At The Social Deck we work with startups, not-for-profits and social enterprises to bring about positive social change by helping them implement creative and innovative social marketing and communication strategies. We’ve really enjoyed working with incredibly motivated clients who are completely passionate about their product, service or cause but one thing that has become obvious is that many organisations in their early stages are not investing in strategies for effective PR.

In this post, I want to share some of the tips and insights into the value of early-stage PR to an organisation.

When you have a great idea for a new product or service or when you’re putting your time and money into a cause, you want to know that people will get behind it.

No matter how good you think the idea is. It’s the initial engagement with your users, consumers or supporters that will build a community around your brand and support your enterprise from the beginning.

The same basic PR principles apply to engaging people in a cause as those for engaging consumers with a brand, product or service. That is, it’s all about THEM and not about you, or your brilliant new idea (sorry). Your PR communications must help people to personally invest in your idea, whether that happens to be a product that provides value to themselves or their family, or a cause that inspires them.

PR should be at the heart of every business strategy for an organisation, even in its infancy, and particularly where you have a product, service or cause that requires trust from the people and stakeholders you want to be engaging with. And one of the first PR principles is to invest in your community-building early. This will give you the best chance of developing a successful and sustainable business or non-profit.

PR covers a broad range of activities, but at the simplest level it’s anything your organisation is doing to communicate with your audience. Every day your organisation is already doing some form of PR. But is it effective?

Although most people already understand the intrinsic value of PR, they are also aware that it can be resource and time intensive, and when outsourced, can be expensive. But, one important question that organisations don’t tend to ask enough is – what sort of PR do I really need? For example:

  • Startups and SME’s can use PR to build their reputation and credibility even before a product or service goes to market. Early support from your potential customer base may also lead to increased investment opportunities.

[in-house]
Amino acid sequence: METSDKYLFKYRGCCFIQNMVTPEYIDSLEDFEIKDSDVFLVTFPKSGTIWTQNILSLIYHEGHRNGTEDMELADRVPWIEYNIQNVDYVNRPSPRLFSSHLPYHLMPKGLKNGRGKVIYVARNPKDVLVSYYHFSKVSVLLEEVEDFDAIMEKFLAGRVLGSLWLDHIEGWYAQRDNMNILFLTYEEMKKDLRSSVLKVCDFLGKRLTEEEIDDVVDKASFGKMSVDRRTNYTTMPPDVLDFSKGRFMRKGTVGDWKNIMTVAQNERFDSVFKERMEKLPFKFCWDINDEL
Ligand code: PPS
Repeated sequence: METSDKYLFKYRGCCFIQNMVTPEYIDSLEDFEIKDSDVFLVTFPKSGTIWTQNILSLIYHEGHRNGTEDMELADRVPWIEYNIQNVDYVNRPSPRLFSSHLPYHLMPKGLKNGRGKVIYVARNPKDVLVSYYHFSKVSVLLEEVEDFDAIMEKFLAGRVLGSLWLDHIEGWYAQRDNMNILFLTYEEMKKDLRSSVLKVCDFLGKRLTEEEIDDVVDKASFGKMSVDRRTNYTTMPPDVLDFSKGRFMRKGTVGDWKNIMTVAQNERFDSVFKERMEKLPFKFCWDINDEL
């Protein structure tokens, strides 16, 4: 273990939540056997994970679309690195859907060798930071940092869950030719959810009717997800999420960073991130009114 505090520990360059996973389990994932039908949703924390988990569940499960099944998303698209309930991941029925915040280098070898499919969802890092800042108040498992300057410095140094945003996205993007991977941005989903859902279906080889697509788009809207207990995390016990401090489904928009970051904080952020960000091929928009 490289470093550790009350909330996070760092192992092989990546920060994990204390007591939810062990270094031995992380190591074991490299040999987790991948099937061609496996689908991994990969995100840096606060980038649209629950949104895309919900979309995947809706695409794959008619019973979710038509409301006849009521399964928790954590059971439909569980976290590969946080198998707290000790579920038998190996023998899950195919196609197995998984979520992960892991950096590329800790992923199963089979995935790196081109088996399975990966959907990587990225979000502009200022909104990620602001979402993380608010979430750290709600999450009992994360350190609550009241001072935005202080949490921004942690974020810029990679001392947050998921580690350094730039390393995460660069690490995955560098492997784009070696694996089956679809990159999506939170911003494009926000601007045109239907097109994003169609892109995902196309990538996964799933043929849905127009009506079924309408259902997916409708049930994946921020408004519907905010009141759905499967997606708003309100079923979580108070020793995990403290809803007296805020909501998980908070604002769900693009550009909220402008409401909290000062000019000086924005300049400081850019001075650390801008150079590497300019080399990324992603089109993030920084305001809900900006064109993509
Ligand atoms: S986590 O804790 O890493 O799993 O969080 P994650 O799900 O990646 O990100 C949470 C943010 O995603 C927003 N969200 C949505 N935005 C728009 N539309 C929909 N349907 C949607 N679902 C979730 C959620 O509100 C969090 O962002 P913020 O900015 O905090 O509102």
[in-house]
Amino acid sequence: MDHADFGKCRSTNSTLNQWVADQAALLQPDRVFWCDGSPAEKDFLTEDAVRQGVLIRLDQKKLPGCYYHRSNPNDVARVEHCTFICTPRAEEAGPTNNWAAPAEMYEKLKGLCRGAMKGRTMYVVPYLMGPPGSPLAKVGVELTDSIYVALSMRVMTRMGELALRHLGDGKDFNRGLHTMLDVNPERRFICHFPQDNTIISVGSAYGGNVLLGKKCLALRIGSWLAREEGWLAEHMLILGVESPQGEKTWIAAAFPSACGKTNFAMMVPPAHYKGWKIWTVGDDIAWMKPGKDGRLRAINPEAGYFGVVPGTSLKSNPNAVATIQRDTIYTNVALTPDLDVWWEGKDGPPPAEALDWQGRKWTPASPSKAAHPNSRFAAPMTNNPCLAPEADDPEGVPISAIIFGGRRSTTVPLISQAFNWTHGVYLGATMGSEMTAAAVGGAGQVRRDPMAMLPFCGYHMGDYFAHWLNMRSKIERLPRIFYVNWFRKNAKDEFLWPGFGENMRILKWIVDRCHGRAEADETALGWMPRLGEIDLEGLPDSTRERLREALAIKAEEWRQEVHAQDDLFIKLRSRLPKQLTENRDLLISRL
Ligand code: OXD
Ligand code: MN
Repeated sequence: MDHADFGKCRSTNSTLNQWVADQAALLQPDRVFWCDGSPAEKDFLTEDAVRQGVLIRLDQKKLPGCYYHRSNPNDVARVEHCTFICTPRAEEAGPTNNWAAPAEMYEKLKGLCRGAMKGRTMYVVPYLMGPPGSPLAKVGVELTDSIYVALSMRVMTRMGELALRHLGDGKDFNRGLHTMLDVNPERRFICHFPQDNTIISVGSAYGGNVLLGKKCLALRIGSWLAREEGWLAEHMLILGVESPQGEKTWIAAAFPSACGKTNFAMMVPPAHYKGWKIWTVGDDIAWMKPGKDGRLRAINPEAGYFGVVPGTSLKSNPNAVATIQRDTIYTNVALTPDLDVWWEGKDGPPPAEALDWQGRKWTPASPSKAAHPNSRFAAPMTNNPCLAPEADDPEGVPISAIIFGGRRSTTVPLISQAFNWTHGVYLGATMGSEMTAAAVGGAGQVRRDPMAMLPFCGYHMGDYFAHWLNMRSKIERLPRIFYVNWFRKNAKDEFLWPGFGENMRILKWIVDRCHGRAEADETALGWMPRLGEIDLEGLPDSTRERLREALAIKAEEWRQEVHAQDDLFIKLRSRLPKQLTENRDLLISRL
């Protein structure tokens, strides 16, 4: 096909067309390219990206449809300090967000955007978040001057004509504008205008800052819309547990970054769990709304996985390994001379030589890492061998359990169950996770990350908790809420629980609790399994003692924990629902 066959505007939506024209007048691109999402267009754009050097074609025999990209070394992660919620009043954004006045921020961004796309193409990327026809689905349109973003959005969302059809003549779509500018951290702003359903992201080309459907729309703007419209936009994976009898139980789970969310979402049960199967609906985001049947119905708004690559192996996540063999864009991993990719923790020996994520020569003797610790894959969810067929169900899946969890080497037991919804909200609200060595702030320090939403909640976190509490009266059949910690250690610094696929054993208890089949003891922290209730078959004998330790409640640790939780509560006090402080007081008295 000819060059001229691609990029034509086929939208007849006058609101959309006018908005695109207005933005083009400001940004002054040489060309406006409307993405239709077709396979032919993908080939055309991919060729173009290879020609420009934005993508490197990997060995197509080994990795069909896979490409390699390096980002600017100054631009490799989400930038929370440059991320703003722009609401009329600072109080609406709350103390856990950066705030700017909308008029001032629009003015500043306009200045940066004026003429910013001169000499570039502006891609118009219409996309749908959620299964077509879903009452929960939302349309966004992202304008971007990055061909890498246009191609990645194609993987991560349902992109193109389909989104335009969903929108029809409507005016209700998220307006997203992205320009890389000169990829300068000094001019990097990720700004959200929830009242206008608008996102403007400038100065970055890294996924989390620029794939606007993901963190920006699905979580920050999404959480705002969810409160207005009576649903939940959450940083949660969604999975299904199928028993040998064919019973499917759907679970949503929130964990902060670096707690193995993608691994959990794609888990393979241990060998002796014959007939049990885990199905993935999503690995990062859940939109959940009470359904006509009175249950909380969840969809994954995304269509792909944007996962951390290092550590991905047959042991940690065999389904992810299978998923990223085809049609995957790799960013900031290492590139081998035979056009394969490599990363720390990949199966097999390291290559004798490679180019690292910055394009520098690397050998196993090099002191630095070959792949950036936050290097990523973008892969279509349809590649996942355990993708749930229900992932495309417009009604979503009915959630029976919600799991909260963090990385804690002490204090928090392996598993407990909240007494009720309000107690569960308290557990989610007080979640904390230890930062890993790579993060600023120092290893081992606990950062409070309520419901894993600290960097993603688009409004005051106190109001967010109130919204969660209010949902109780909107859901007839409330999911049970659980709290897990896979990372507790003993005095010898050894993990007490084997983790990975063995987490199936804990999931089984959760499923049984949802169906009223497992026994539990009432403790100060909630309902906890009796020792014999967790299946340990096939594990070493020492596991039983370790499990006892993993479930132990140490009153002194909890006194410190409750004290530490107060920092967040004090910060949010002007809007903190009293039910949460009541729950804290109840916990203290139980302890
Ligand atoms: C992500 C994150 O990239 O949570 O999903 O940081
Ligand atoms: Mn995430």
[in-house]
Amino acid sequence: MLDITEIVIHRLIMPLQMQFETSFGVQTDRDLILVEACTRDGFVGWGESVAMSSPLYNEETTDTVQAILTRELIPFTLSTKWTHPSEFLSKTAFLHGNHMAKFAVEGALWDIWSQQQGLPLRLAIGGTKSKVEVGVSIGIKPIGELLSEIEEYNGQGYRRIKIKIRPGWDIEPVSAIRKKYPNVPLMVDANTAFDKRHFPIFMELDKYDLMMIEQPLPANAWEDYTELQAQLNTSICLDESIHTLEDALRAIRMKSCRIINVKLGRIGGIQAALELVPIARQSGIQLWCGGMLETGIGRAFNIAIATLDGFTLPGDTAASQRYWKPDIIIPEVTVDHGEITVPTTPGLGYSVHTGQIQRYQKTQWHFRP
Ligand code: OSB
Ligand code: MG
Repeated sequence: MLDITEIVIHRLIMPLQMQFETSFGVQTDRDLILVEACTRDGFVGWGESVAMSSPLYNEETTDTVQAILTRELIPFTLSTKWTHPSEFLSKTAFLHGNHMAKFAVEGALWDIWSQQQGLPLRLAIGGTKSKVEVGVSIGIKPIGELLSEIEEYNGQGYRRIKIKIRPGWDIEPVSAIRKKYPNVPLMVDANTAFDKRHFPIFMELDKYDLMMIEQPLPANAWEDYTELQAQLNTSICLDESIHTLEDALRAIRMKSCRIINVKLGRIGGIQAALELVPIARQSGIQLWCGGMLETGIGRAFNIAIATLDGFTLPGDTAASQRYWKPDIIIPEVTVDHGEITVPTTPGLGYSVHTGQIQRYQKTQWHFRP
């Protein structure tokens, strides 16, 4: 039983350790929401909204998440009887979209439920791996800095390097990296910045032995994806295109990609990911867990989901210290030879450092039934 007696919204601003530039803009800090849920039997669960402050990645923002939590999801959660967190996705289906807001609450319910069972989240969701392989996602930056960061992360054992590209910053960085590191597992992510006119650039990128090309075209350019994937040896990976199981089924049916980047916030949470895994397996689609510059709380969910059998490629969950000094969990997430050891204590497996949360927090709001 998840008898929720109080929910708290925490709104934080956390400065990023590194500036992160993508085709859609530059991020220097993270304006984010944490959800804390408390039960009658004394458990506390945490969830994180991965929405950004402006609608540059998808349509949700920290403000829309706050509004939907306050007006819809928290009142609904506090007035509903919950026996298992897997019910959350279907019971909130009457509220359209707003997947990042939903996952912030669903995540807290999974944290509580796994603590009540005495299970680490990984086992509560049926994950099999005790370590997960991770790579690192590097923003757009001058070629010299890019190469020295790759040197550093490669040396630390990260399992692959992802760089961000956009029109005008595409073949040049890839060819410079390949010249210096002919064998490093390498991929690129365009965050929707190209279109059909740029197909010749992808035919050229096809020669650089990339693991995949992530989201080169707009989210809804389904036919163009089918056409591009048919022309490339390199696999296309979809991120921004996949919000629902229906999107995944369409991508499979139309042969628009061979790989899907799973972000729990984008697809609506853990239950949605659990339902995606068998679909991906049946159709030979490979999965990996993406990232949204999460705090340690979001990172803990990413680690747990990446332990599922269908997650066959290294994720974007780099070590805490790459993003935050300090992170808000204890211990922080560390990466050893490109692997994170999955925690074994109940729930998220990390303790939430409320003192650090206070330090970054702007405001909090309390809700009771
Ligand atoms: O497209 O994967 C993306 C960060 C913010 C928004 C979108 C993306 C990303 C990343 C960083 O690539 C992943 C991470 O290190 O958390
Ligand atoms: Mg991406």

• Social Enterprises can leverage PR to build a supporter base around their cause (and may also be able to use crowdfunding platforms etc) which will then flow on to the product or service they are selling.
  • Not-for-Profits need to engage with partners, influencers and individuals from the very start to build support for their cause or campaign. A NFP needs to rely heavily on the emotional connection that can only be achieved by creating a personal relationship with the target audience.

But how do you decide what PR you need right now, and ensure your hard fought early funding is being spent in the right place?

The answer is that you need a strategy. A PR strategy that aligns directly with your business strategy, objectives, outputs, milestones and vision, so that you know the PR tactics you are investing in have the best chance of helping you achieve your business goals. The questions you should be asking are is my PR really helping to reach my next goal, is it helping to leverage the relationships I’ve already built, are my early supporters engaged for the long term?

The investment you make in PR should be about identifying and using the most creative ways to expose people to your organisation and to keep them engaged long term. PR can be described differently to marketing and advertising in that it generally should not require direct payment for exposure. This doesn’t mean it doesn’t cost money to do, but what you do spend on PR should be able to leverage all of your PR tactics and channels, utilising free media, online and social media, and partnerships to share information and build awareness of your brand. With good PR and a strong reputation your organisation is in a better position to “market” your product or cause.

Investing in PR as a young organisation

There are obvious challenges to investing in PR when your organisation is at an early stage. In most cases, the small amount of money you have already raised is going to developing your product or to demonstration projects that show how your idea or cause is making a real difference. You are likely travelling, attending as many meetings as you can, working through your next business milestone, building relationships and networking.

Below are my top five tips on how you can better leverage cost-effective PR to maximise the value of your business early on and ensure your organisation is more sustainable in the long term.


1. Use press to build credibility, tell your story often